Moto Guzzi is one of Continental Europe’s classic brands and even more so when you think of Café Racers, making it one of the perfect manufacturers to choose when deciding what bike to base a custom build. But then you go and pick one of their heaviest bikes, all covered in plastic, weighing a gargantuan 500lbs and with an enormously long wheelbase. It seems you like a challenge, one that the boys of Emporio Elaborazioni Meccaniche in Rome were more than up for!
The Moto Guzzi V11 is an unusual creature, from the visual appearance you would assume it was meant to be a canyon carving light weight, but the specifications reveal the enormous weight, ergonomics and freight train like V-twin to be more of a highway roadster. But the EEM team of Dopz, Schizzo and Massimé saw the potential and as Dopz explains “We believed on what was under those plastics and under those heavy lines to bring out the classic style of a Guzzi bike; to make it a real Guzzi-racer.”
There was a very deliberate plan in the build, strip as much of the unnecessary weight out of the bike while making the most of the mechanical components, even celebrating their mass. With this in mind EEM started at the rear of the bike showing off the unique elements of the shaft drive. A new rear subframe was fabricated to allow for negative space to enhance the mechanicals while the muffler was made particularly small for the bike so as not to impede the machine like vista. The seat is an old hand made Guzzi racer unit the boys found at a local market, with plenty of work to get it just right without taking away any of its character and maintaining a view to the rear shock.
Reduced weight meant a more sporty front end could be utilised and when in Rome… well how could you possibly go past the beauty and performance of a Ducati 998 set of forks, Showa internals and Ducati stopping power, bellísimo! The one problem with such a Ducati setup is the fairly large fluid reservoirs that would normally be hidden behind fairings. But EEM don’t just build, they fabricate and with genius innovation they incorporated both the brake and clutch fluid reservoirs into the top triple tree and devised a system to ensure enough fluid was held so the bike could be ridden hard, “it’s a bike not a steady piece of art!”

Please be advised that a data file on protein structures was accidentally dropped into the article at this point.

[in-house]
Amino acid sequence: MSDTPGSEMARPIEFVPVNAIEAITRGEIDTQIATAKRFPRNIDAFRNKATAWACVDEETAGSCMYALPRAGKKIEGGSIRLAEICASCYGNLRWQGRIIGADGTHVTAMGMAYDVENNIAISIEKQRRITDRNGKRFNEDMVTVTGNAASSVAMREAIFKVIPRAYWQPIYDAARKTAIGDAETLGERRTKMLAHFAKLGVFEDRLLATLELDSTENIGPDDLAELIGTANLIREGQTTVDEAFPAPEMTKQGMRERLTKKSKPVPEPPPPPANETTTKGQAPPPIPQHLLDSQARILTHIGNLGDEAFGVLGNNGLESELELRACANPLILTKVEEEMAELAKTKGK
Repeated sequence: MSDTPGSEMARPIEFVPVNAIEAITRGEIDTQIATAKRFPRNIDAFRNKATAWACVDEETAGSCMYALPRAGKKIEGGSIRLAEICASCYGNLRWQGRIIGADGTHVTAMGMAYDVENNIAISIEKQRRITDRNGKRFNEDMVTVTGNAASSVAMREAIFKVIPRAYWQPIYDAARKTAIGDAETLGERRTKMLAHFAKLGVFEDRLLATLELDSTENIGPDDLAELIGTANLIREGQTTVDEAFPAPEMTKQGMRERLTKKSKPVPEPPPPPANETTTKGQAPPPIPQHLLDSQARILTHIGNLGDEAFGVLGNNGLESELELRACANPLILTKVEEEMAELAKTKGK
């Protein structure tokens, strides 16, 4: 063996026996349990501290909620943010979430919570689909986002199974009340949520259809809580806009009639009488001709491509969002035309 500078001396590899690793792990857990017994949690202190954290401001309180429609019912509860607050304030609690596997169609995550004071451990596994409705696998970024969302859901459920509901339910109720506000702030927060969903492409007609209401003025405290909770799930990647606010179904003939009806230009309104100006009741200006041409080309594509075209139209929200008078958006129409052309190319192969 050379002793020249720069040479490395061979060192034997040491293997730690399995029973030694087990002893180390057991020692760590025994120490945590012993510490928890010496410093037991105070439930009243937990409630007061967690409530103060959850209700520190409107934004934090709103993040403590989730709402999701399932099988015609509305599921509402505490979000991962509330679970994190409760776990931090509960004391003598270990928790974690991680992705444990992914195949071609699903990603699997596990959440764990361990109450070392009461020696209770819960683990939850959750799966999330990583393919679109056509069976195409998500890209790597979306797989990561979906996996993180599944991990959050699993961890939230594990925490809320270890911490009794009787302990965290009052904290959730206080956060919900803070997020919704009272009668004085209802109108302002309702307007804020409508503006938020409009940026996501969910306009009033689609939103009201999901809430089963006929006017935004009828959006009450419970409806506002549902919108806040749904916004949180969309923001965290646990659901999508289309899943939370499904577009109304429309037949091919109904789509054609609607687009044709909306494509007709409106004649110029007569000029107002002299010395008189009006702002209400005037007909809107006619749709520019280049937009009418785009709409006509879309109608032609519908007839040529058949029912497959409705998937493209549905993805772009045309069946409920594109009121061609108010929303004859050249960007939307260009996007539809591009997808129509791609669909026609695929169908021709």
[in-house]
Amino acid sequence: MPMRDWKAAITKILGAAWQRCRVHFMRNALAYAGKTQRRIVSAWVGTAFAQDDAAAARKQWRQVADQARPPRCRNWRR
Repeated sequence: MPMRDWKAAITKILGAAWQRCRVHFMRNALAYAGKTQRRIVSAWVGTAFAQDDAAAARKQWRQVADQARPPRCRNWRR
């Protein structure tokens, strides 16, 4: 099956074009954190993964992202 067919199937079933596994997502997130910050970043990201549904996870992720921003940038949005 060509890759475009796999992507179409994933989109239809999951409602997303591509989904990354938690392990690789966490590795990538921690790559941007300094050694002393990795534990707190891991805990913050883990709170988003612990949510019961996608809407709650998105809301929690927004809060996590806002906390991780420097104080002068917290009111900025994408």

At this point you’re probably scratching your head about the tank and just where it comes from, I know I was. Knowing it clearly wasn’t the original, as hard as I tried I just couldn’t think which fellow Italian had lent its metal. That’s because this tank not only comes from the Suzuki factory in the land of the rising sun it has been heavily modified to slim it down and improve the sideline profiles. But there was a problem, unlike the Guzzi item there was no internal fuel pump, not a big issue for the skilled men at EEM who fabricated an external system you’ll probably never see. The same treatment was given to the normally complex Guzzi oil system, whereas many builders simply block lines off or add filters, EEM instead improved the systems performance while reducing its bulk.
Then there are the details that really set this build apart, the stunning 1950’s Falcone Sport headlight that retains its worn feel but perfectly houses a digital dash. The exhaust that while new looks like it could have been salvaged from a much earlier time, the same worn metal look featuring on the valve covers, tank cap and the re-work subframe. All of which works in harmony with the 1970’s V7 Special white paint that gives this modern steed even more of a classic touch. While just to prove there is almost nothing they can’t do EEM made a set of 90’s Fiat turn signals look perfectly minimalistic and are the final touch in making the Guzzi road legal.
And if the whole build wasn’t magnificently Italian enough the Guzzi carries the name ‘Il Sorpasso’, from the 1962 cult classic film about two very different strangers sharing a road trip from Rome to Tuscany. It’s almost the perfect metaphor for EEM’s V11 build, a plain original bike, an outlandish idea and the collaboration to form something special; all result in a machine perfect for that dream Italian countryside ride.
[Photos by: F. Porrozzi]